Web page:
Saharawis: Check out your fish here

An increasingly large fleet of foreign vessels work offshore Western Sahara. This shocking series of new images show how the fisheries are managed in the waters that Morocco occupies.
Published: 19.11 - 2013 11:09Printer version    
The images below were this week obtained by Western Sahara Resource Watch. They reveal the Belize flagged, Morocco owned, vessel Adrar, pumping sardina overboard. The operation shows supposedly 60 tonnes of sardines pumped overboard.

From what WSRW has been told, the owners were not happy with the size of the sardines they did not fit with the canning factory in Agadir. At the time, the vessel was located at 24 degrees south, in the waters of Western Sahara.

More than 1000 tons have supposedly been discarded this year by this vessel alone. The order to discard the fish is said to have come from the owners of the vessel, Pelagic Armador, in Casablanca, Morocco.

Half the people of Western Sahara are living as refugees in Algeria, following the brutal Moroccan occupation of Western Sahara. They receive one tin of the same fish species, sardines, donated as humanitarian aid every month. Those sardines are from China.

"It is time that the Moroccan and international plunder of Western Sahara fisheries resources are dealt with in an international court. Morocco has no right to treat these resources as if they were their own", stated Sara Eyckmans, coordinator of Western Sahara Resource Watch.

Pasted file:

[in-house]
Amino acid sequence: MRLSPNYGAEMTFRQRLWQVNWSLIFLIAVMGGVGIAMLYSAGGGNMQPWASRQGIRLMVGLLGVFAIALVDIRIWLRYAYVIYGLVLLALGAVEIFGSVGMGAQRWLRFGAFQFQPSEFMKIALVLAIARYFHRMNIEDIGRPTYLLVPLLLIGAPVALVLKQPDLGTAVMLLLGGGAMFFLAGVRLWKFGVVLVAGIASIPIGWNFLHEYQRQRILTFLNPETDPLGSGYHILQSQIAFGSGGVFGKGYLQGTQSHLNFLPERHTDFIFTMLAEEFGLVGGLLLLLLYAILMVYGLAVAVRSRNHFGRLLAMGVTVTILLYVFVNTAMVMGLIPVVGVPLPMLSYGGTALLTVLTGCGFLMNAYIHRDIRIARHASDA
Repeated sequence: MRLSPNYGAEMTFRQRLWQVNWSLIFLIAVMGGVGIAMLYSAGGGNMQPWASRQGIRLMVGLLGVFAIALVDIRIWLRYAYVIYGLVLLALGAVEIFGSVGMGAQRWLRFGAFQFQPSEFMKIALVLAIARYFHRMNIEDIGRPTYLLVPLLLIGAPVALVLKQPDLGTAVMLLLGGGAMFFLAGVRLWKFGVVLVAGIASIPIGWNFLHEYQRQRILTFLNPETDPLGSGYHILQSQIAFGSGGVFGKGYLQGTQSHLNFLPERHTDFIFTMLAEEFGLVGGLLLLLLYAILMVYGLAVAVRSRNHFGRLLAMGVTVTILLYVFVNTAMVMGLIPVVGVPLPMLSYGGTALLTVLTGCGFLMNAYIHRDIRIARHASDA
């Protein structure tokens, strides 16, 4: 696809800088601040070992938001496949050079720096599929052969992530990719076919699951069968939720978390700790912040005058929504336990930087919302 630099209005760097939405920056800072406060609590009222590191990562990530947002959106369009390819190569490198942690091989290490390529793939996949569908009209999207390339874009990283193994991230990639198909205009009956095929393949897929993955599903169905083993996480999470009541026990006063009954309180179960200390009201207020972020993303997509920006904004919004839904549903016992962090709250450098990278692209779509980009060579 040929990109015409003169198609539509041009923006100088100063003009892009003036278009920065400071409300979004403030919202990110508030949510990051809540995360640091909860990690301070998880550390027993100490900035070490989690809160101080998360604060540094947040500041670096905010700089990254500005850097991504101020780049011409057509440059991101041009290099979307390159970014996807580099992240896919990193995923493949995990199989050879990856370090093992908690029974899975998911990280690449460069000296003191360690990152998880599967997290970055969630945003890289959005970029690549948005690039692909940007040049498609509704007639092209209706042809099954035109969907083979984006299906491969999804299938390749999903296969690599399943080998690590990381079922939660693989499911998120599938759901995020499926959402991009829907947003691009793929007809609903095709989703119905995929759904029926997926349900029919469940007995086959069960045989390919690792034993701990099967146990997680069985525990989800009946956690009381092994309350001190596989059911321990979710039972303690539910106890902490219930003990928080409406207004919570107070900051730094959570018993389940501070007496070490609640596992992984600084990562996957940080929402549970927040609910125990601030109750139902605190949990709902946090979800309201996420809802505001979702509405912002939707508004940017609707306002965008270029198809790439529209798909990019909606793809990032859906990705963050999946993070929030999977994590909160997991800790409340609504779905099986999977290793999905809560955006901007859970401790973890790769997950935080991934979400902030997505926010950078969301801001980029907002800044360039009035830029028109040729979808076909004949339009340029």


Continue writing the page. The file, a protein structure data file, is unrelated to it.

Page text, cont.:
The last 2-3 years, a large Moroccan fleet of vessels similar to the Adrar have been operating in Western Sahara, in parallel with the Russian fleet. Now, also the EU wants to dig into these fish stocks, by signing a fisheries agreement with Morocco.  

According to this document from the investment company Mutandis in May this year, the Adrar/Pelagic Armador is 100% owned by LGMC, where the director general of Adrar is Omar Bennani.

It is not the first time that WSRW documents discards in Western Sahara. Video to the right is from the same area around Dakhla, 2012.

The vessel was doing a speed of 1,2 knots the day the image was taken, consistent with fishing activity. See map below the route the vessel took those days.

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Morocco occupies the major part of its neighbouring country, Western Sahara. Entering into business deals with Moroccan companies or authorities in the occupied territories gives an impression of political legitimacy to the occupation. It also gives job opportunities to Moroccan settlers and income to the Moroccan government. Western Sahara Resource Watch demands foreign companies leave Western Sahara until a solution to the conflict is found.
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